UPDATED, May 23, 2019: Transit agencies in Portland, OR have announced that Hop Fastpass, the fare card for the region's TriMet, C-TRAN and Portland Streetcar transit offerings, is now integrated with Apple Pay.
This development allows riders to add the Hop Fastpass to their Apple Wallets, then tap their iPhones or Apple Watches when boarding public transit to pay the fare. Users can also reload cards or pay for rides through the Wallet app.
Portland is the first U.S. city to roll out a contactless payment system integrated with Apple Pay. Transit agencies in Chicago and New York are also gearing up for similar partnerships with Apple this year.
- During a special media event on Monday, Apple announced it will bring Apple Pay transit fare payment systems to three U.S. cities this year. The offering will first launch in Portland, OR, followed by Chicago and New York City.
- Currently, six major cities use Apple Pay in their transit systems: London, Moscow, Tokyo, Beijing, Shanghai and Guangzhou, China. Apple CEO Tim Cook said at a public unveiling that this offering has made riding transit "easier and more convenient than ever before. Every day, millions of customers in these cities use their iPhone or their Apple Watch to go quickly through the turnstiles and get on their way."
- Cook noted that Apple Pay's overall growth has been "literally off the charts," and the company looks forward to "a future where all payments are made this way." He said Apple Pay will be available for retail transactions in more than 40 countries by the end of the year.
Details around this announcement, including a specific timeline and information on which types of public transit will accept the service, are currently light. However, it fits a growing trend of cities partnering with payment solutions providers to modernize public transit offerings. Mastercard has been a leader in this space for some time now, and is rolling out a similar contactless payment option for transit in a number of U.S. cities including Dallas, Miami-Dade and New York.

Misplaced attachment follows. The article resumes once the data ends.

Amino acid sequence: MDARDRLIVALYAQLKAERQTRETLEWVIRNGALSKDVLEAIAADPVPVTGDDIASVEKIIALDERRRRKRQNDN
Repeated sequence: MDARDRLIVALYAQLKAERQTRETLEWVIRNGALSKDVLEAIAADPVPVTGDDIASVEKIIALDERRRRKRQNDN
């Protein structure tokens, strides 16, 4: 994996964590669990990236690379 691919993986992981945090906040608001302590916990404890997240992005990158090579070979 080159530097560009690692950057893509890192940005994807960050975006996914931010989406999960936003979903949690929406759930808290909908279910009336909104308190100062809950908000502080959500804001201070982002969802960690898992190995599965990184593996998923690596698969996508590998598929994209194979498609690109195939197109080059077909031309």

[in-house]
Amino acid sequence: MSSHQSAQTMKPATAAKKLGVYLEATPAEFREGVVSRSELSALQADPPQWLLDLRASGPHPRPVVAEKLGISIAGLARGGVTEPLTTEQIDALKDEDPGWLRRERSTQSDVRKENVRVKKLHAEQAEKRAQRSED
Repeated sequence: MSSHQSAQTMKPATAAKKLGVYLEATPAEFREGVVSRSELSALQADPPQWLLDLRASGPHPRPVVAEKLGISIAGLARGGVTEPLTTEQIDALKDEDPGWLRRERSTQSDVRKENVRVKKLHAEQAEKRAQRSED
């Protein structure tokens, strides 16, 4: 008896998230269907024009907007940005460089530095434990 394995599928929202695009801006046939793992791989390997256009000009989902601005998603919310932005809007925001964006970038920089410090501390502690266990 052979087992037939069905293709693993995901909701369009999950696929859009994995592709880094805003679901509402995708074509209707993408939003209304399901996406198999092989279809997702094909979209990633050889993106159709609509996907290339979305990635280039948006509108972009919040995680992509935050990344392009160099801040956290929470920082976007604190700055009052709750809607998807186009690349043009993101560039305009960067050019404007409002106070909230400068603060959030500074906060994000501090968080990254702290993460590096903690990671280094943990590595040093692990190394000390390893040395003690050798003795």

Many took to Twitter to express excitement about the development, with some touting successful Apple Pay transit programs in London.
Apple Pay is coming to transit in Portland first, and then Chicago and NYC later this year. Here in London we already use Apple Pay for trains, buses, tubes, taxis, light rail, and more. Apple Pay is one of Apple's best services, it's great pic.twitter.com/x0wnUnfQxY— Tom Warren (@tomwarren) March 25, 2019
After visiting London a few times last year, I can say the Apple Pay for transit is just fantastic. Astounding the U.S. still does not have it.— Joseph (@JoePWilliams31) March 25, 2019
Apple Pay working on transit in New York, Portland & Chicago is the best part of today’s #AppleEvent. That feels like a LONNNGGG overdue feature. Why do I need a seperate card to catch a train? I don’t have a seperate card for ANYTHING— Scotty McDonald (@Scotty_McDonald) March 25, 2019
However the deployment of tap-and-go payment systems come with their own set of risks and costs. While the potential of ditching a transit card may incentivize more riders to use public transit, it could also exclude riders who lack access to credit cards or smartphones. Additionally, implementing such technologically-advanced systems requires updating existing infrastructure, which can put a financial strain on already limited municipal budgets. Some cities are looking to slowly modernize their transit in multiple phases in an effort to successfully transition both the city and riders to the updated systems.
If cities are considerate of equity and rolling out such offerings in a timely and budget-friendly manner, partnering with companies like Apple could present a huge boon to public transit systems and efforts to curb congestion and carbon emissions. Considering today's ubiquity of iPhones and Apple products, it is likely Apple will quickly become a leading partner for transit fare systems in U.S. markets.